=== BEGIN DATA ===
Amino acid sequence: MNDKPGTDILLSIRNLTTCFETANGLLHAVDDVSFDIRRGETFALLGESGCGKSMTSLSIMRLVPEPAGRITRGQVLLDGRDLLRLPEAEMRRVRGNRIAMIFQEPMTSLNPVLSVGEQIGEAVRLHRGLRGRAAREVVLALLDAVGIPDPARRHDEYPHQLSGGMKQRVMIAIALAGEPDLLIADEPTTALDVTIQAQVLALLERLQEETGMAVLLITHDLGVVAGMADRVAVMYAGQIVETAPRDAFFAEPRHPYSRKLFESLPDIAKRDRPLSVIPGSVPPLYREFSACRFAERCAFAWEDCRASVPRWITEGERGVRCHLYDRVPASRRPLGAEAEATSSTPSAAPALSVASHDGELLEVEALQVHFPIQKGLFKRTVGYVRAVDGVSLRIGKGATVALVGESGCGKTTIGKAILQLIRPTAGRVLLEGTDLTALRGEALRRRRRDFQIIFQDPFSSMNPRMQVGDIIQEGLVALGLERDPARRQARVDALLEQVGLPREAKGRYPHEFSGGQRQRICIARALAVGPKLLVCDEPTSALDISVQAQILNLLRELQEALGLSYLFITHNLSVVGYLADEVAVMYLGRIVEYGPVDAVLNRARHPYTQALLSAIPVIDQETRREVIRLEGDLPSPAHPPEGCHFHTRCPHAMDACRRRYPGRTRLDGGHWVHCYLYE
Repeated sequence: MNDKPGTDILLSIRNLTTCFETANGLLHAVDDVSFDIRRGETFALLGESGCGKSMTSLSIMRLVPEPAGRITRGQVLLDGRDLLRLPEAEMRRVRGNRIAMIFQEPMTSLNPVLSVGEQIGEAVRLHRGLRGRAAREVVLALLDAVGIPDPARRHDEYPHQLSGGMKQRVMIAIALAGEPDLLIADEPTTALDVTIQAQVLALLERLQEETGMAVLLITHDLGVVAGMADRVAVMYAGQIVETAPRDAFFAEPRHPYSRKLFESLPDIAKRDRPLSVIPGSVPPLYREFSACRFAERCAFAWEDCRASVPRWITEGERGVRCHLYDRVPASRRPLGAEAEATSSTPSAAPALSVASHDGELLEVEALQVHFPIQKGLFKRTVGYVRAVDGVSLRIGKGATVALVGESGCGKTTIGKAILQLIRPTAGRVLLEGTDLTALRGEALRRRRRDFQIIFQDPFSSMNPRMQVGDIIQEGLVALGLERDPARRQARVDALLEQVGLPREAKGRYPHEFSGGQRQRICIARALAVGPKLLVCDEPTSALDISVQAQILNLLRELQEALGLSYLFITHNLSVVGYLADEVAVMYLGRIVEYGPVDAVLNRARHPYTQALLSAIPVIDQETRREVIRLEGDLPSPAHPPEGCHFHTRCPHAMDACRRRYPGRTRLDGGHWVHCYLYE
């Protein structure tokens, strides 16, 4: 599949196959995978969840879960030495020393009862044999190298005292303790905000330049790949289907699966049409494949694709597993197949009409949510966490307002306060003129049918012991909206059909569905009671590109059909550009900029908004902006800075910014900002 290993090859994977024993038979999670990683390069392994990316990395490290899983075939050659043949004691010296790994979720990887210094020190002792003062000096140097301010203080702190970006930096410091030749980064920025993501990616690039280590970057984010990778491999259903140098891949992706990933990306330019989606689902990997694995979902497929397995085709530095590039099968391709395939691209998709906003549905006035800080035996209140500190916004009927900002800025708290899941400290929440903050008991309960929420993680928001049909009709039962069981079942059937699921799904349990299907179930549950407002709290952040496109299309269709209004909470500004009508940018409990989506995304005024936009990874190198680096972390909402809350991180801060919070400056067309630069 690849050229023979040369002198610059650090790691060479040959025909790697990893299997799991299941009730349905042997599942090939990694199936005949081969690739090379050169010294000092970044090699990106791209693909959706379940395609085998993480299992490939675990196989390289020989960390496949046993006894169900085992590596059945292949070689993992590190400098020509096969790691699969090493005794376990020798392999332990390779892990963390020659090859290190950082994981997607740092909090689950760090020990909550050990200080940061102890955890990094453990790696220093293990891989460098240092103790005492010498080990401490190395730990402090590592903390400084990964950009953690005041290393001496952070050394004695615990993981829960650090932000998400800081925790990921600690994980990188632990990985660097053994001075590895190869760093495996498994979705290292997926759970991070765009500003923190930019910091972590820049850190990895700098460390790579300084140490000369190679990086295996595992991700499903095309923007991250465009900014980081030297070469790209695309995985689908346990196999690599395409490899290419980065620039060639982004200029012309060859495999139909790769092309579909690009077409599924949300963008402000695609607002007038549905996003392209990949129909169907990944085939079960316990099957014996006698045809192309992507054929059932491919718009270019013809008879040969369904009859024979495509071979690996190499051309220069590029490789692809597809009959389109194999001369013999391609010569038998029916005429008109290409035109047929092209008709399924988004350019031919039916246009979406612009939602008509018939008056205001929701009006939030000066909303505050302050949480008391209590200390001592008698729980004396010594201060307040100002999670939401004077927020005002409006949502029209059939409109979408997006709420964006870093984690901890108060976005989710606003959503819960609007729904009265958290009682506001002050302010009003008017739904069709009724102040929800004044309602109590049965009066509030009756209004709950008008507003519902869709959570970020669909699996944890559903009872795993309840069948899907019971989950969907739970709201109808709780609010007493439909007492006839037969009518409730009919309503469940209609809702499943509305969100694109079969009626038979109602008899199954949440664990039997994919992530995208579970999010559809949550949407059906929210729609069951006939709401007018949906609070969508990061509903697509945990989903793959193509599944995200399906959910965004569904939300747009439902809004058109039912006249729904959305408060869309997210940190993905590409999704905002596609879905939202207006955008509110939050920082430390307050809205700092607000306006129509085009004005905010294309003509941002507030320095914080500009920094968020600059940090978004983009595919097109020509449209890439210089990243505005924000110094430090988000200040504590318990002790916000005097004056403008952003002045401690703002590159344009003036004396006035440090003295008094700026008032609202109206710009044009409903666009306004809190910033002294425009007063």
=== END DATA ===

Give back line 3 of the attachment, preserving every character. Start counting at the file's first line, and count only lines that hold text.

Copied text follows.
């Protein structure tokens, strides 16, 4: 599949196959995978969840879960030495020393009862044999190298005292303790905000330049790949289907699966049409494949694709597993197949009409949510966490307002306060003129049918012991909206059909569905009671590109059909550009900029908004902006800075910014900002 290993090859994977024993038979999670990683390069392994990316990395490290899983075939050659043949004691010296790994979720990887210094020190002792003062000096140097301010203080702190970006930096410091030749980064920025993501990616690039280590970057984010990778491999259903140098891949992706990933990306330019989606689902990997694995979902497929397995085709530095590039099968391709395939691209998709906003549905006035800080035996209140500190916004009927900002800025708290899941400290929440903050008991309960929420993680928001049909009709039962069981079942059937699921799904349990299907179930549950407002709290952040496109299309269709209004909470500004009508940018409990989506995304005024936009990874190198680096972390909402809350991180801060919070400056067309630069 690849050229023979040369002198610059650090790691060479040959025909790697990893299997799991299941009730349905042997599942090939990694199936005949081969690739090379050169010294000092970044090699990106791209693909959706379940395609085998993480299992490939675990196989390289020989960390496949046993006894169900085992590596059945292949070689993992590190400098020509096969790691699969090493005794376990020798392999332990390779892990963390020659090859290190950082994981997607740092909090689950760090020990909550050990200080940061102890955890990094453990790696220093293990891989460098240092103790005492010498080990401490190395730990402090590592903390400084990964950009953690005041290393001496952070050394004695615990993981829960650090932000998400800081925790990921600690994980990188632990990985660097053994001075590895190869760093495996498994979705290292997926759970991070765009500003923190930019910091972590820049850190990895700098460390790579300084140490000369190679990086295996595992991700499903095309923007991250465009900014980081030297070469790209695309995985689908346990196999690599395409490899290419980065620039060639982004200029012309060859495999139909790769092309579909690009077409599924949300963008402000695609607002007038549905996003392209990949129909169907990944085939079960316990099957014996006698045809192309992507054929059932491919718009270019013809008879040969369904009859024979495509071979690996190499051309220069590029490789692809597809009959389109194999001369013999391609010569038998029916005429008109290409035109047929092209008709399924988004350019031919039916246009979406612009939602008509018939008056205001929701009006939030000066909303505050302050949480008391209590200390001592008698729980004396010594201060307040100002999670939401004077927020005002409006949502029209059939409109979408997006709420964006870093984690901890108060976005989710606003959503819960609007729904009265958290009682506001002050302010009003008017739904069709009724102040929800004044309602109590049965009066509030009756209004709950008008507003519902869709959570970020669909699996944890559903009872795993309840069948899907019971989950969907739970709201109808709780609010007493439909007492006839037969009518409730009919309503469940209609809702499943509305969100694109079969009626038979109602008899199954949440664990039997994919992530995208579970999010559809949550949407059906929210729609069951006939709401007018949906609070969508990061509903697509945990989903793959193509599944995200399906959910965004569904939300747009439902809004058109039912006249729904959305408060869309997210940190993905590409999704905002596609879905939202207006955008509110939050920082430390307050809205700092607000306006129509085009004005905010294309003509941002507030320095914080500009920094968020600059940090978004983009595919097109020509449209890439210089990243505005924000110094430090988000200040504590318990002790916000005097004056403008952003002045401690703002590159344009003036004396006035440090003295008094700026008032609202109206710009044009409903666009306004809190910033002294425009007063």